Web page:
The global seed trade is not as reliable as we thought. Researchers from CABI (Center for Agriculture and Bioscience International), as well as the Swiss research center WSL and other institutions have shown that seeds also contain many pests and fungi, which is a high risk for trees and ecosystems.
Non-native pests and pathogenic fungi represent one of the greatest threats to trees and forest ecosystems worldwide. These exogenous organisms can disrupt forest ecology and cause significant economic losses. For example, the Asian ash borer has extensively destroyed ash stands in North America. Since then, this insect has also attacked ash trees in western Russia and threatens ash trees in Europe. Similarly, in the early 20th century, the fungus Cryphonectria parasitica almost eradicated horse chestnuts from all over North America, which profoundly changed the composition of forests originally rich in horse chestnuts.
Iva Franić, René Eschen and Marc Kenis from CABI, as well as researchers from the WSL Institute and other institutions, analyzed for the first time in recent years the insects and fungi present in seed lots. The study published in the journal Ecological Applications indicates that for some species, the rate of seed contamination has reached an alarming level. They stress that it must be checked whether the protective measures in force for the international seed trade are sufficiently strict.
Using radio and DNA analysis, researchers investigated the presence of insects and fungi on 58 commercial seed samples for 11 softwood and hardwood species in North America, Europe and Asia. Their results converge towards recommendations to reduce the risks of contaminations. The main measure would be to improve the methods of analysis of border health inspectors.
Iva Franić, main editor of the study 'Are traded forest seeds a potential source of non-native pests?' says: "The number of plants imported from China to be grown in Europe has increased sixfold between 2000 and 2018; they now equal imports from North America. "This is a real challenge for the EU's border control agencies.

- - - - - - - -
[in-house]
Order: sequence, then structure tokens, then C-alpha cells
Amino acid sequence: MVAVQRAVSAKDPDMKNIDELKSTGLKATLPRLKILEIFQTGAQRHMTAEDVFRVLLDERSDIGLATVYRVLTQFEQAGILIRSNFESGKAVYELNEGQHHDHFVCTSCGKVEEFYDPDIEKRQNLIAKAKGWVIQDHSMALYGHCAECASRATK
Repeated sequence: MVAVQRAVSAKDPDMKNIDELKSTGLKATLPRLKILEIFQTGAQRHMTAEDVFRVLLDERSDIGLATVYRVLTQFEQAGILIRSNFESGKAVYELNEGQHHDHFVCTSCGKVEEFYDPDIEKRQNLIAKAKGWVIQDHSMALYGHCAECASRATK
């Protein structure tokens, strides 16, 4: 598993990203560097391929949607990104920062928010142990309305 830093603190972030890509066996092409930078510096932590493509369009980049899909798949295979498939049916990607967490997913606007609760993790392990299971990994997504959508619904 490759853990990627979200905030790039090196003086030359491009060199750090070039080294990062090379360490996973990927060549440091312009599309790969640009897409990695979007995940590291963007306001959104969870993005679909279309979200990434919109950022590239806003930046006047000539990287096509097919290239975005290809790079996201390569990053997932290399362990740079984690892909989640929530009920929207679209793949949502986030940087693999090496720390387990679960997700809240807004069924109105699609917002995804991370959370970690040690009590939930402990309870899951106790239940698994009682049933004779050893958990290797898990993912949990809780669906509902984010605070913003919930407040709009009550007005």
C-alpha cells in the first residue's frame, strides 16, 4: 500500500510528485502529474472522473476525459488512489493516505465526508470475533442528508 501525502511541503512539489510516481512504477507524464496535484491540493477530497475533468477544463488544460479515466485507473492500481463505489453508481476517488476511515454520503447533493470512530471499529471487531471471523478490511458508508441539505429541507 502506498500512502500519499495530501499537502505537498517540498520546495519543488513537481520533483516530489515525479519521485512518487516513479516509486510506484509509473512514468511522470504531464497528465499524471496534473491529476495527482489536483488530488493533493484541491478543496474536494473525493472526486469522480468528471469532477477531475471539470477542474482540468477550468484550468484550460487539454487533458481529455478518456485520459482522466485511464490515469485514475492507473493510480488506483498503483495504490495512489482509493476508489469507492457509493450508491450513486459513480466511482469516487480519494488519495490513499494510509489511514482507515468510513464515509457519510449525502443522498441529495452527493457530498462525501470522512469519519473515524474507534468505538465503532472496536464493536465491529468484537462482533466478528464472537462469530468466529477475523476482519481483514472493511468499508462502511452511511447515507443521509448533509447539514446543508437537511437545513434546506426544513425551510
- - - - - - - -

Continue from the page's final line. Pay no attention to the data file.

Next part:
High rate of insects and fungi
DNA analysis showed that fungi were present in all seed lots. About 30% of the lots contain insect larvae. The researchers also found that the presence and diversity of fungi is much more important than the diversity of insects, especially for hardwoods.
CABI's René Eschen says: "The seed trade of most species is not regulated as seeds are considered less at risk than other plants. The fact remains that the lots contain a lot of mushrooms and insects. "
Simone Prospero of WSL adds: "The high rate of seed contamination is an indication that potentially pathogenic agents can be spread through the seed trade. There is danger in delay".
There is an urgent need for convincing procedures to reduce the lifespan of pathogens in seed lots and to regulate seed trade that is particularly prone to the presence of these agents. In order to improve the risk assessment, detailed information should be available on the species that may be attacked, but also on how the fungi spread on the seedlings and the consequences that follow.